There are several points here. There is Tompkins giving herself permission to do the act; there’s the stating that something is not another of something different from itself, a version; there’s the music on the street, here, but not quite right here. They circle around one another. The persistent word ‘version’ is particularly ambiguous, seeming to repeat, embody and undo the opposites, even destabilising the declaration it is part of. The statement ‘it’s not a’ becomes also it is a.
On a compilation CD put out by Junior Aspirin Records in 2006 Tompkins has recorded the final track, ‘2 Part’. In the first part she sings the words ‘listen to the music’ and occasionally ‘my keyboard’, over and over again. Her voice insistents on us hearing the ‘it’ that she is giving, just this, with the statement that her keyboard is there too (she uses it to record her voice). The second part is made of the sounds a person might make if left alone for longer than you can imagine, but also like a child, at once raw and tender, and the same time just sounds. At the end she speaks the words ‘love theme’ three times, each time louder and harder. The psychoanalyst Jacques Lacan conceived of love as ‘giving something one doesn’t have’. There is perhaps something of this non-possession in the track, in its freedom and bareness but also in its firm, near aggression at its end. Allowing oneself to understand.
Tompkins always tells you when the end of her performance has come. In doing so, she re-iterates its form, speaking not in normal speech, both to us and not to us, as if directed to another. Our normal place for this is in song, an inhabiting of words with or without music. Sometimes the most awkward moment is when we see the singer reach out to a member of the audience. It makes us cringe. A gap is closed prematurely. Seemingly aware of this, Tompkins performs the gap as well as what is to either side of it. She treads her feet in a rhythm, stops and smiles or looks at the audience after the delivery of words as if at an end, raises her arms in crescendo, looks behind her. Each beginning again, sometimes literally the turning of a page in her folder of typed sheets, is the possibility of belief in renewal.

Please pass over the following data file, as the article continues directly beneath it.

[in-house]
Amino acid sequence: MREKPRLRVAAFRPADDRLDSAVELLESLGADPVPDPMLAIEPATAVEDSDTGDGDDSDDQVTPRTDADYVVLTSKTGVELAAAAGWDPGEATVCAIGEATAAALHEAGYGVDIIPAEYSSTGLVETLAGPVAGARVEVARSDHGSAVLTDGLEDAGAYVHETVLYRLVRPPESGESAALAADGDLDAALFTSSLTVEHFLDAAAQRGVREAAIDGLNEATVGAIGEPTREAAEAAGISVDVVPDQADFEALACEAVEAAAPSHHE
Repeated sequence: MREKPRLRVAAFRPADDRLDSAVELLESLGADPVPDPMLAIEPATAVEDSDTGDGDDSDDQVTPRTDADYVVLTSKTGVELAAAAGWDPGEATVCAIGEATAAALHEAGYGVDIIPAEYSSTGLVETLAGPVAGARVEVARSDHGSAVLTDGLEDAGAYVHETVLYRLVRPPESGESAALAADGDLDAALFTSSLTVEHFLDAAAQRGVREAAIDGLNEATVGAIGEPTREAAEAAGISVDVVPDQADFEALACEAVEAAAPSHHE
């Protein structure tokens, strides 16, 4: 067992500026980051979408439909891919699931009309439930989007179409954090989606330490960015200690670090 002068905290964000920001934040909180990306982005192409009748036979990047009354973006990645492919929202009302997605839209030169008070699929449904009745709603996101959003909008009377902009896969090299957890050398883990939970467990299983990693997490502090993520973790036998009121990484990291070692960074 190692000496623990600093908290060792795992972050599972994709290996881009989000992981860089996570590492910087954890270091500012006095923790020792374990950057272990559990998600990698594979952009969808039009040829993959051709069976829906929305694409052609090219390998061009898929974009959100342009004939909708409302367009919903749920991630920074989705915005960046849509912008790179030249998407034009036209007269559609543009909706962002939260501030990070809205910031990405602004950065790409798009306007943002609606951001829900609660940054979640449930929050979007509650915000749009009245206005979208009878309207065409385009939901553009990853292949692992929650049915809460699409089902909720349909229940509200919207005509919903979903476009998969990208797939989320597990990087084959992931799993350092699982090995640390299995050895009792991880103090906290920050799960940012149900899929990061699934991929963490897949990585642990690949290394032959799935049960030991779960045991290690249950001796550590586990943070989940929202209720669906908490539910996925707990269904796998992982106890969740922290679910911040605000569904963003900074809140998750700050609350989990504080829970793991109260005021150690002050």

Are these two previous paragraphs not a reflection of each other? If Lacan conceives of love as a partial and latent understanding of the misdirection that we undertake in our colloquial speech, this is also revealed in the transposing of the form of song into the place of normal speech, or the traversing of that gap that is made in so doing. Do we not also see this in the movement that takes place in the grammar of the work and in the way Tompkins inhabits it? Perhaps it is similarly possible to speculate on the changing arrangement of this movement in an interpretation of the performances’ titles?
‘Country Grammar’ 2003: the grammar of a place, the pace and rhythm and organising elements of how it happens there, and that place might be somewhere else. Like the Darling Buds of May.